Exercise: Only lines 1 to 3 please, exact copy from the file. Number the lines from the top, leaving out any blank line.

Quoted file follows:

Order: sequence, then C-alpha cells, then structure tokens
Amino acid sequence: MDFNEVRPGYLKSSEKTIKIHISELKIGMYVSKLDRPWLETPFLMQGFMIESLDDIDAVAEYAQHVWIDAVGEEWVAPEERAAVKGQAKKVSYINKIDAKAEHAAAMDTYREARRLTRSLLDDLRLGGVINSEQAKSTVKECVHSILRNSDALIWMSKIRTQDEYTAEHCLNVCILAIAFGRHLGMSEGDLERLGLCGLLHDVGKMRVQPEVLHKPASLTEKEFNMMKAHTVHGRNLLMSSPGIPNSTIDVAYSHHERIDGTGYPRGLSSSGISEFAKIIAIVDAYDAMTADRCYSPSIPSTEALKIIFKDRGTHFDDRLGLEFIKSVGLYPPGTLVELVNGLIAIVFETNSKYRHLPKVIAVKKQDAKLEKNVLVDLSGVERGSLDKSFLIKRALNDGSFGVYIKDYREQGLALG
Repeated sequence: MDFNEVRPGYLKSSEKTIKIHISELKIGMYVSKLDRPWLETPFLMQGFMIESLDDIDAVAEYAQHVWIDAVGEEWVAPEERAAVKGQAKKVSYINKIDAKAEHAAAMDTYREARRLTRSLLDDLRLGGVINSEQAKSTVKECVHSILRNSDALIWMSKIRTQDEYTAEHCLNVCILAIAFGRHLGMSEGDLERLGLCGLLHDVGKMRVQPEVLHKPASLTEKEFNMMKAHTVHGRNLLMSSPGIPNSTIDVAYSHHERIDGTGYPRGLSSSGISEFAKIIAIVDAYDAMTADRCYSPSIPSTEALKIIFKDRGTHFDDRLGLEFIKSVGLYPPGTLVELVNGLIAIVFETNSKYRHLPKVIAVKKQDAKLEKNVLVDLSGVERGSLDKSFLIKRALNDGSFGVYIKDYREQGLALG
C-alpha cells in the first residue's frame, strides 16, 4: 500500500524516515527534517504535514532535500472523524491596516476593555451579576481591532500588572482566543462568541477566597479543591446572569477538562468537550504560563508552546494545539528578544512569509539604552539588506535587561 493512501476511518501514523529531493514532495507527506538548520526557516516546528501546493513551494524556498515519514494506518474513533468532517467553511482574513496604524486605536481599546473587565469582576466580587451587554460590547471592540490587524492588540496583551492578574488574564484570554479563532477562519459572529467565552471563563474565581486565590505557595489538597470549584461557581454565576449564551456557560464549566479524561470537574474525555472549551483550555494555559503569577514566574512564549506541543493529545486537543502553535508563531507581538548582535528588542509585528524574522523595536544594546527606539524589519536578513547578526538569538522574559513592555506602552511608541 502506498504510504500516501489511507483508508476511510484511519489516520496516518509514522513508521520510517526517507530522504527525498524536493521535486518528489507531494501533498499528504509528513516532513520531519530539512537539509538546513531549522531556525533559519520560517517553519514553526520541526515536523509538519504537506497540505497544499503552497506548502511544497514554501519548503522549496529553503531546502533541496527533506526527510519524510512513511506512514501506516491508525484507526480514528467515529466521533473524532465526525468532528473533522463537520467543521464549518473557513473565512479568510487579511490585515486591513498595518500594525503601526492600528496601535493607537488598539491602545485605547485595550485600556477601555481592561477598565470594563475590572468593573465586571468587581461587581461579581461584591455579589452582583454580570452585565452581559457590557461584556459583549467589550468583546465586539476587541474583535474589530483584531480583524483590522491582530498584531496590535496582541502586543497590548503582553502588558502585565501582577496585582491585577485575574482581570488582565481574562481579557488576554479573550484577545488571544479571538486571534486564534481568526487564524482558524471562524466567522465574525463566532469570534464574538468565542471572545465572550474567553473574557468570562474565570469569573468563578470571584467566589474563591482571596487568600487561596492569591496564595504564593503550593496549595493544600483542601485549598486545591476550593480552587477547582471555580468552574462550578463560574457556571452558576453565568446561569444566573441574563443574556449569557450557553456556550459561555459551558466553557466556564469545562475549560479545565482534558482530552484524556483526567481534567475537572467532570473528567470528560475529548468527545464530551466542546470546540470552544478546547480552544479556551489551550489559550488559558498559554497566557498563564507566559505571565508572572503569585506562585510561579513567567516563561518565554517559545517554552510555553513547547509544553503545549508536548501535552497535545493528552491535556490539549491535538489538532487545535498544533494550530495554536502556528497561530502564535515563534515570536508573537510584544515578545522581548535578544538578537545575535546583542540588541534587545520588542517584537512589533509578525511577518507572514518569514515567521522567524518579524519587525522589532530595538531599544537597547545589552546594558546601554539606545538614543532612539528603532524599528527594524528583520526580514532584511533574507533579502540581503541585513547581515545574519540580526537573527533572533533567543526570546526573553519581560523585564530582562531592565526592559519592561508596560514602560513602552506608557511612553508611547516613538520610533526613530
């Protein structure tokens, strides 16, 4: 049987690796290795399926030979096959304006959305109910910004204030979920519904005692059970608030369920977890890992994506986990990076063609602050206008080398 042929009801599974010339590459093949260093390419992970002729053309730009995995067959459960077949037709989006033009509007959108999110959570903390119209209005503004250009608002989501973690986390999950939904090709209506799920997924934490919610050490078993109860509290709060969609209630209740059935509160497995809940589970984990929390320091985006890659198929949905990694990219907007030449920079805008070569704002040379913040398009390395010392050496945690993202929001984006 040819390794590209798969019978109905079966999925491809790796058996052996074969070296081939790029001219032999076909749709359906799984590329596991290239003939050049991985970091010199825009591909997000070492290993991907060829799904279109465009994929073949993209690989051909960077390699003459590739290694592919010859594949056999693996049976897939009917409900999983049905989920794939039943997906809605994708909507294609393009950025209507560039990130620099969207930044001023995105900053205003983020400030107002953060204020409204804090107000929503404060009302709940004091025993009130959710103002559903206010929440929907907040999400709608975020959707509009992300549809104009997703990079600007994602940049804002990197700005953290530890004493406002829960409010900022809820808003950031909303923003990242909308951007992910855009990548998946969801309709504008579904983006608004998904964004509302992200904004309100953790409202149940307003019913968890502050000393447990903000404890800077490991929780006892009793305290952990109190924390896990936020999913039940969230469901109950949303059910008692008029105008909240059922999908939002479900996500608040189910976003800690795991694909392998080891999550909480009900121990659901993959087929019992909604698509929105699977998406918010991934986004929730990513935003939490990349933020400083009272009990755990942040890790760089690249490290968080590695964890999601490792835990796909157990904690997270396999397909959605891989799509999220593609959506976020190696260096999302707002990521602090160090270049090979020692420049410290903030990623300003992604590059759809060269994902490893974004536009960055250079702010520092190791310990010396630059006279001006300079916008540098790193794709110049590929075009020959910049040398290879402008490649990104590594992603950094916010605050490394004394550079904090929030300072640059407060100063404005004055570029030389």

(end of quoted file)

Order: sequence, then C-alpha cells, then structure tokens
Amino acid sequence: MDFNEVRPGYLKSSEKTIKIHISELKIGMYVSKLDRPWLETPFLMQGFMIESLDDIDAVAEYAQHVWIDAVGEEWVAPEERAAVKGQAKKVSYINKIDAKAEHAAAMDTYREARRLTRSLLDDLRLGGVINSEQAKSTVKECVHSILRNSDALIWMSKIRTQDEYTAEHCLNVCILAIAFGRHLGMSEGDLERLGLCGLLHDVGKMRVQPEVLHKPASLTEKEFNMMKAHTVHGRNLLMSSPGIPNSTIDVAYSHHERIDGTGYPRGLSSSGISEFAKIIAIVDAYDAMTADRCYSPSIPSTEALKIIFKDRGTHFDDRLGLEFIKSVGLYPPGTLVELVNGLIAIVFETNSKYRHLPKVIAVKKQDAKLEKNVLVDLSGVERGSLDKSFLIKRALNDGSFGVYIKDYREQGLALG
Repeated sequence: MDFNEVRPGYLKSSEKTIKIHISELKIGMYVSKLDRPWLETPFLMQGFMIESLDDIDAVAEYAQHVWIDAVGEEWVAPEERAAVKGQAKKVSYINKIDAKAEHAAAMDTYREARRLTRSLLDDLRLGGVINSEQAKSTVKECVHSILRNSDALIWMSKIRTQDEYTAEHCLNVCILAIAFGRHLGMSEGDLERLGLCGLLHDVGKMRVQPEVLHKPASLTEKEFNMMKAHTVHGRNLLMSSPGIPNSTIDVAYSHHERIDGTGYPRGLSSSGISEFAKIIAIVDAYDAMTADRCYSPSIPSTEALKIIFKDRGTHFDDRLGLEFIKSVGLYPPGTLVELVNGLIAIVFETNSKYRHLPKVIAVKKQDAKLEKNVLVDLSGVERGSLDKSFLIKRALNDGSFGVYIKDYREQGLALG